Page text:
|| Checking for direct PDF access through Ovid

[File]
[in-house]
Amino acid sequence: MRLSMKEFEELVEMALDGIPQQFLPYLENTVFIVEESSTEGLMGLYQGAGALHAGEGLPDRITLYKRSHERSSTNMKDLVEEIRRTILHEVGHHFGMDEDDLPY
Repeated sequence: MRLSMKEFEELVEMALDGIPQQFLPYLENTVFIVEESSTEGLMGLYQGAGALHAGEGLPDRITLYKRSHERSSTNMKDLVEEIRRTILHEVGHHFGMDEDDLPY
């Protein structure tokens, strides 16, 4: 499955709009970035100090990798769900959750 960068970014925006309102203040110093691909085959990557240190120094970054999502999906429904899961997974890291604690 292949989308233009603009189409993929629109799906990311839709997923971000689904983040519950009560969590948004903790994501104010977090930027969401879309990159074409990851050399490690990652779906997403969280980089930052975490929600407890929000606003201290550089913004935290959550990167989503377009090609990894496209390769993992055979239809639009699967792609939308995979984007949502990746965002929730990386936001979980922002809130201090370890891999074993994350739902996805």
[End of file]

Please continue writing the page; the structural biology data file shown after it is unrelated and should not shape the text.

There is a critical need to improve functional outcomes in hospitalized seniors for both the individual and their caregivers, and to plan for a sustainable healthcare system in the face of an aging population. Over 50% of acute care hospital beds in Canada are occupied by seniors; one-third of these older patients will be discharged at a significantly reduced level of functional ability. Most will never recover to their previous level of independence. This article offers perspectives on research and implementation strategies that take into account the complex, interacting challenges to improving hospital outcomes in seniors. To this end, we describe two cost-neutral strategies with demonstrated successful outcomes. One developed as a focused care strategy and related care processes on a geriatric medicine/rehabilitation unit. The other describes a change in staff-mix and hours of interdisciplinary coverage that resulted in increased hours of direct care and improved outcomes for older adults on acute care units. Both strategies demonstrated reductions in length of stay in the initial context; however, we identified a number of challenges to translating these strategies to a broader context. We contend that this difficulty is understandable given the complexity of seniors' health, health services and organizational change. Research methods and approaches to change in health service delivery need to take complexity into account. We propose a metanarrative research methodology that combines qualitative and quantitative methods, as one way of taking complexity into account in health service research. Finally, we propose a way of thinking about organizational change that offers an alternative to typical ‘roll-out’ strategies that cannot take into account the inevitable uniqueness of each context in which a strategy may be implemented.